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Nutrition, Physical Activity, and Obesity

Many Americans do not eat a healthy diet and are not physically active at levels recommended to maintain proper health. This has contributed to an increase in adult and childhood obesity, which is particularly troubling as obesity puts individuals at increased risk for heart disease, stroke, and diabetes, all of which are among the leading cause of death.
 

Adult Physical Activity by Education, 2012

Adults who meet the guidelines for aerobic physical activity and for muscle-strengthening activity in 2012 increased as education level increased (age adjusted).
 
Data Source: National Health Interview Survey (NHIS), CDC/NCHS.
 
Education
Less than high school: 7.5%
High school: 12.3%
Some college: 18.5%
Associate degree: 21.8%
4 year college degree: 28.7%
Advanced degree: 30.9%
 

Healthy People 2020 Targets

Physical Activity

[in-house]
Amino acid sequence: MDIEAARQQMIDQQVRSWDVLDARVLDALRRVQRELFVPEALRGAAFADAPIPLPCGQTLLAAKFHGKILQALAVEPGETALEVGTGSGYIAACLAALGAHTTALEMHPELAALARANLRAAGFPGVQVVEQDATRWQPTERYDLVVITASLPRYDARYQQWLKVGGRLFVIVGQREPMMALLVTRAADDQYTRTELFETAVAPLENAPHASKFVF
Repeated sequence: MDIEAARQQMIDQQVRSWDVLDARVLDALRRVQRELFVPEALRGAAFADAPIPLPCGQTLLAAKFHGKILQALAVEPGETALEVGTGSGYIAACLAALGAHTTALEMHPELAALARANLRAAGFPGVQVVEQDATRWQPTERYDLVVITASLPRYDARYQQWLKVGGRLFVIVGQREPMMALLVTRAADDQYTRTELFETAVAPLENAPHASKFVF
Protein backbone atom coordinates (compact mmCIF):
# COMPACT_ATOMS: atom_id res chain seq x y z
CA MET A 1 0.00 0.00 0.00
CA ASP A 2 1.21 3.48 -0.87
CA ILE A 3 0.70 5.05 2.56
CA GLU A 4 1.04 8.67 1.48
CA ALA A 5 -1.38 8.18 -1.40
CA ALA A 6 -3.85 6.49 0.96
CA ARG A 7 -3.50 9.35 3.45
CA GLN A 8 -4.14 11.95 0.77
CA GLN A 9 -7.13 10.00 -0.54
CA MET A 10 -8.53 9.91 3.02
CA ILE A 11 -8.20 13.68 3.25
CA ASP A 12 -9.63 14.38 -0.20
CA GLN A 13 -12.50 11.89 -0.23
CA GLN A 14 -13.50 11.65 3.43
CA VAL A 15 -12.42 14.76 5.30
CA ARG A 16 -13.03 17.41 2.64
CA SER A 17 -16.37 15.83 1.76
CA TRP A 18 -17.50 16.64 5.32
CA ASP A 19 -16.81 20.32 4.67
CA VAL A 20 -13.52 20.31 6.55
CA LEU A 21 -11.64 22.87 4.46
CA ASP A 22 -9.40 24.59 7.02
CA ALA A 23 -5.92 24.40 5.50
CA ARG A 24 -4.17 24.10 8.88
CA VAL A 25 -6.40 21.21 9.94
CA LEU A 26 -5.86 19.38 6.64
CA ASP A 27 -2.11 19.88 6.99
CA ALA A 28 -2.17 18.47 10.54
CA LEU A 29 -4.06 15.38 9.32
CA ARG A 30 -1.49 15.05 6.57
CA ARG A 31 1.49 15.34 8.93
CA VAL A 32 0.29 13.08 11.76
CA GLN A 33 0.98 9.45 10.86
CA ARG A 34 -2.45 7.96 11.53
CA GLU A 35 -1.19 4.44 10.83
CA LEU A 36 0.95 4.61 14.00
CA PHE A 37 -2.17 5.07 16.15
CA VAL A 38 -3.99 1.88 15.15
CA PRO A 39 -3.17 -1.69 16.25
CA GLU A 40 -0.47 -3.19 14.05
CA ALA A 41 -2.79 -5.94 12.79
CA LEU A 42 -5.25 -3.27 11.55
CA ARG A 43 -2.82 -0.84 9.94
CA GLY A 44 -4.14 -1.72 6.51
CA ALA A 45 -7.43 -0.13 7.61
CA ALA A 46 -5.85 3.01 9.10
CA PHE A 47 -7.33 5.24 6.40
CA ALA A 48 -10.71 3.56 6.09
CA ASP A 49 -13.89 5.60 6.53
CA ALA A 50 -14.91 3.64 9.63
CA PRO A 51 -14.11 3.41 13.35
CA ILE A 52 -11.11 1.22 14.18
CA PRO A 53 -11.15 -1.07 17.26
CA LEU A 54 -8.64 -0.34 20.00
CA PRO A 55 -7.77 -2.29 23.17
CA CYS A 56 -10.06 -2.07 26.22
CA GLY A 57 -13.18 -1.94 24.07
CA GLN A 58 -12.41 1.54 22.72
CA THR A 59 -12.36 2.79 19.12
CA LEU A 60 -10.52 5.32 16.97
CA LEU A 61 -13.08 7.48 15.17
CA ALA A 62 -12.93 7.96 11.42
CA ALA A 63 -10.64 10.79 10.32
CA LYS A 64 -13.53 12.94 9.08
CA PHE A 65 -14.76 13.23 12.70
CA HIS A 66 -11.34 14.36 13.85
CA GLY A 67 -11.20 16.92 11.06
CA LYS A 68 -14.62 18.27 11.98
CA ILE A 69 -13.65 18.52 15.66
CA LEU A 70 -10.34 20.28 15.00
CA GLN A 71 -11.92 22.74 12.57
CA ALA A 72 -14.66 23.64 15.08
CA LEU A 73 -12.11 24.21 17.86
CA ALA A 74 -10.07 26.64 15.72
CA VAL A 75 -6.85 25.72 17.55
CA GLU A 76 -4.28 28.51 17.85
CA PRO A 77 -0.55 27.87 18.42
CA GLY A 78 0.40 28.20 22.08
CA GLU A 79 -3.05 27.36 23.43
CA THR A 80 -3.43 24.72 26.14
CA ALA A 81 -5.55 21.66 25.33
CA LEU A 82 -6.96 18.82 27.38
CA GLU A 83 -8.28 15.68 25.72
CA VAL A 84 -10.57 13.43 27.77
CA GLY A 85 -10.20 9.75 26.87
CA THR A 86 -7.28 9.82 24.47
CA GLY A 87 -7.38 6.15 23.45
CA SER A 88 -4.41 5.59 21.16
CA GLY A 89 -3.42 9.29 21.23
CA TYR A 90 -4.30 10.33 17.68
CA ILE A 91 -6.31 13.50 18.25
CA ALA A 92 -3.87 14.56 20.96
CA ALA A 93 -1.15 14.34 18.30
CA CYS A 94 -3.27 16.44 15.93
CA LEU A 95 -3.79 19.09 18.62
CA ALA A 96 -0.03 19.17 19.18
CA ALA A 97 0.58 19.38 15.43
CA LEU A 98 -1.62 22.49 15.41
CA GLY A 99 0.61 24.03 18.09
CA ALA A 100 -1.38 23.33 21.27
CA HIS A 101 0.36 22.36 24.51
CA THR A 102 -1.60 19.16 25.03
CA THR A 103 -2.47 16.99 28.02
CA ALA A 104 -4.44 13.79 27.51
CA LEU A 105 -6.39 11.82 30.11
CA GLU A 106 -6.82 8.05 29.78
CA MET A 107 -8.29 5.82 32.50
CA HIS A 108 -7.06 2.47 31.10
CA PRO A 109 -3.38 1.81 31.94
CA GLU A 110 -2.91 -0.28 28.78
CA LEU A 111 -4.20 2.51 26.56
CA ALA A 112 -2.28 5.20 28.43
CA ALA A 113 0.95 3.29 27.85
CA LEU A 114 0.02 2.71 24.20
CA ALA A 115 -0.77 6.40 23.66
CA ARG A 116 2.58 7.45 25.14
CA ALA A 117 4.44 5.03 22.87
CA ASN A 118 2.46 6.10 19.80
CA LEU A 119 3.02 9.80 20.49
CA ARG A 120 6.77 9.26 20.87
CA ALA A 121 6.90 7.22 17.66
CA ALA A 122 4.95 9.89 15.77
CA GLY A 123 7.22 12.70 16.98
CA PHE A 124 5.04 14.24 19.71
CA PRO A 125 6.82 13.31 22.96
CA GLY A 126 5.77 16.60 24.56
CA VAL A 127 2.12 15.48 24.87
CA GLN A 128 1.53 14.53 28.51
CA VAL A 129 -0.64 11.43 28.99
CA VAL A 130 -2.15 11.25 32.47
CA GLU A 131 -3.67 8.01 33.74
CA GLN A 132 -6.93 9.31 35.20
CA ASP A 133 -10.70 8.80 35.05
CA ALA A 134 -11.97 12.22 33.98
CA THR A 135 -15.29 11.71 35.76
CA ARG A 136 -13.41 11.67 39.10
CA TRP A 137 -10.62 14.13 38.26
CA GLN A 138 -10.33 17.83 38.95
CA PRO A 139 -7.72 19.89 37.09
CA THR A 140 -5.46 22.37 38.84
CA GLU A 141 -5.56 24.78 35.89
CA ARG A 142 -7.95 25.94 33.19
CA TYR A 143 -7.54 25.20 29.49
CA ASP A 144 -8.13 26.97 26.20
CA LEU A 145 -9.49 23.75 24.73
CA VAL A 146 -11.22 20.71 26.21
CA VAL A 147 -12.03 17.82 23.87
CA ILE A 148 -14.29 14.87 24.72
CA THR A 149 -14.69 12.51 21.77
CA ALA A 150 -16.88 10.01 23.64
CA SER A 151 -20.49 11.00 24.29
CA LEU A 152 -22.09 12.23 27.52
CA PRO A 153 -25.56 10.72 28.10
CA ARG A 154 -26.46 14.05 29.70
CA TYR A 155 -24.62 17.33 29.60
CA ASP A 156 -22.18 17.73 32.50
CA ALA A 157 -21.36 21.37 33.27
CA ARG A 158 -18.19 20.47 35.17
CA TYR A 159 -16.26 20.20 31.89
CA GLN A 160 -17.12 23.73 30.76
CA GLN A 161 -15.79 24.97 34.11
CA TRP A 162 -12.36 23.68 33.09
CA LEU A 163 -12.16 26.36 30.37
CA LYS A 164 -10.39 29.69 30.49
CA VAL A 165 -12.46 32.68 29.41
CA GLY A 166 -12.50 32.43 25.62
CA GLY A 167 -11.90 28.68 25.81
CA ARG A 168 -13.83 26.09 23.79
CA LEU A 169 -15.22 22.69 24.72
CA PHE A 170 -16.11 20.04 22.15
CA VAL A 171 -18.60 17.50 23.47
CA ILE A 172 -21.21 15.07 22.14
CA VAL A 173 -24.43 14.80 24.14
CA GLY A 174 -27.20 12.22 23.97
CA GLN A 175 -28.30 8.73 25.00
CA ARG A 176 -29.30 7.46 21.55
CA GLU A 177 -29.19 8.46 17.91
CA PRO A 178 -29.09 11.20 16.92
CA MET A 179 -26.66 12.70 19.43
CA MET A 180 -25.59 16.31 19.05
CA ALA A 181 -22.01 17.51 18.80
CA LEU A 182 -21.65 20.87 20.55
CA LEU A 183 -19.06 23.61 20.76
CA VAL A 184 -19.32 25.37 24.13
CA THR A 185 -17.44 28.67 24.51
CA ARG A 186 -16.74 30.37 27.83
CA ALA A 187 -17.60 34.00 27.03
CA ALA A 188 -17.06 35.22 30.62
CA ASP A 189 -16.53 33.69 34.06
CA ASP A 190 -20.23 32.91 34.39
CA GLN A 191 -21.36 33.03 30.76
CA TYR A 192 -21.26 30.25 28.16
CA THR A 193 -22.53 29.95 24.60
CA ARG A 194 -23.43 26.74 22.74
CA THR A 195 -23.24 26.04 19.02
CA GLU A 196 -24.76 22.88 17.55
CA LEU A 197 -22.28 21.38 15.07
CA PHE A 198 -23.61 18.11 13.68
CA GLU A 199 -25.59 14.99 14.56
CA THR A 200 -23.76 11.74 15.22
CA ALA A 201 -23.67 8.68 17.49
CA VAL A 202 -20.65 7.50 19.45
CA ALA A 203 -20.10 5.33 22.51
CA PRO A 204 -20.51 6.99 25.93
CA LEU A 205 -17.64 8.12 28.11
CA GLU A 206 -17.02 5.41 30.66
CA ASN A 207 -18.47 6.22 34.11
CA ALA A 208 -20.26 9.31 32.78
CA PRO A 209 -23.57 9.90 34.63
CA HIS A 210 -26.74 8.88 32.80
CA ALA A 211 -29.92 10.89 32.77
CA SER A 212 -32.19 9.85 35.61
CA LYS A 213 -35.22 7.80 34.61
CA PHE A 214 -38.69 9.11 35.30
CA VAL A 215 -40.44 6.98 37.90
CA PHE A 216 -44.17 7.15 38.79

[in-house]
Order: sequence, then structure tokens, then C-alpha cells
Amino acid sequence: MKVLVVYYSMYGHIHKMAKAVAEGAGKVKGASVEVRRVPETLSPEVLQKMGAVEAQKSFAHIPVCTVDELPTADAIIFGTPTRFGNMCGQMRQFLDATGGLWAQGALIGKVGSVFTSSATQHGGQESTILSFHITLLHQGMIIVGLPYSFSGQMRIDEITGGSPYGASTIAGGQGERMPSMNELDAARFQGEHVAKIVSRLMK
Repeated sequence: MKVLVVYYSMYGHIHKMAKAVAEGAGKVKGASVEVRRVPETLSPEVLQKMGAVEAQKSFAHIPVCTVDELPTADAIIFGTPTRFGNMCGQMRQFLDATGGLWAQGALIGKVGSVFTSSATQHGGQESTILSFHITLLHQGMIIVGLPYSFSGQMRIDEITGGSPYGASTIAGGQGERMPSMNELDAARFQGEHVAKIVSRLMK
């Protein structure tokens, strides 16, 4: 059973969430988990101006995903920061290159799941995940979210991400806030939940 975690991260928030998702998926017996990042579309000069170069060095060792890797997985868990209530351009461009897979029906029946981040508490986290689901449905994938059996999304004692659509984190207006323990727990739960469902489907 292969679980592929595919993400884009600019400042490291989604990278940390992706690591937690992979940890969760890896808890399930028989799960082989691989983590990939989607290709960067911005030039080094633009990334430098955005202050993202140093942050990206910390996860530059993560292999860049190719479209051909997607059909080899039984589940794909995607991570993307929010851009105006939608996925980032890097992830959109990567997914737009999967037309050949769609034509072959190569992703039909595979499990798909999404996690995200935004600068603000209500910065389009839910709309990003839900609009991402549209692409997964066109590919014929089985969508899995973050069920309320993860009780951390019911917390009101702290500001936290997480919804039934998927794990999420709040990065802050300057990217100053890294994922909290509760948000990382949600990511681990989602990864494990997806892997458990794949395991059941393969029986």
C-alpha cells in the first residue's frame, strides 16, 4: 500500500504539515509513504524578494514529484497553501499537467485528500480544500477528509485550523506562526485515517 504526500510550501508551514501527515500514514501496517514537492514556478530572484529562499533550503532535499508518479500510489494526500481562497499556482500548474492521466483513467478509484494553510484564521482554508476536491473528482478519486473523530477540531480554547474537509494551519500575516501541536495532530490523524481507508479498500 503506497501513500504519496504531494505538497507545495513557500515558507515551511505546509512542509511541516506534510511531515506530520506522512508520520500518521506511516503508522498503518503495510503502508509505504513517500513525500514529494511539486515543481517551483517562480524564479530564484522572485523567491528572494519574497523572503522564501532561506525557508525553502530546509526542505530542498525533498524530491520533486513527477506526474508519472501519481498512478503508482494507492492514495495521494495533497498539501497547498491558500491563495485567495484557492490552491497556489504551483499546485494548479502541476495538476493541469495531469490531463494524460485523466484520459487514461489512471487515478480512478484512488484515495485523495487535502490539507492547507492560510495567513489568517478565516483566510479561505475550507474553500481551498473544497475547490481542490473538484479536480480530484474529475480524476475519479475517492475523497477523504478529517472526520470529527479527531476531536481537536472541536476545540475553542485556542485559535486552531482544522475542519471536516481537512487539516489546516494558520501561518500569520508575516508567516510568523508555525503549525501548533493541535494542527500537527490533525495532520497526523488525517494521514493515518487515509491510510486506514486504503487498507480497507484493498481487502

In 2012, 20.6% of adults aged 18 years and older met the current Federal physical activity guidelines for aerobic physical activity and muscle-strengthening activity (age adjusted).
Most Recent: 20.6% (age adjusted) in 2012
HP2020 Target: 20.1%
Target has been met
 
Data Source: National Health Interview Survey (NHIS), CDC/NCHS.
 

Adult Obesity

35.3% of adults aged 20 years and older were obese (age adjusted) in 2009-12.
Most Recent: 35.3% (age adjusted) in 2009-12
HP2020 Target: 30.5%
13.6% decrease needed to meet the target
 
Data Source: National Health and Nutrition Examination Survey (NHANES), CDC/NCHS.
 

Daily Vegetable Intake

0.8 cup equivalents of total vegetables per 1,000 calories for persons 2 years and older was the mean daily intake (age adjusted) in 2007–2010.
Most Recent: 0.8% (age adjusted) in 2007–2010.
HP2020 Target: 1.1% 
37.5% increase needed to meet the target
 
Data Source: National Health and Nutrition Examination Survey (NHANES), CDC/NCHS.
 

Obesity in Children and Adolescents

16.9% of children and adolescents aged 2 to 19 years were considered obese in 2009-12.
Most Recent: 16.9% in 2009-12.
HP2020 Target: 14.5%
14.2% decrease needed to meet the target
 
Data Source: National Health and Nutrition Examination Survey (NHANES), CDC/NCHS.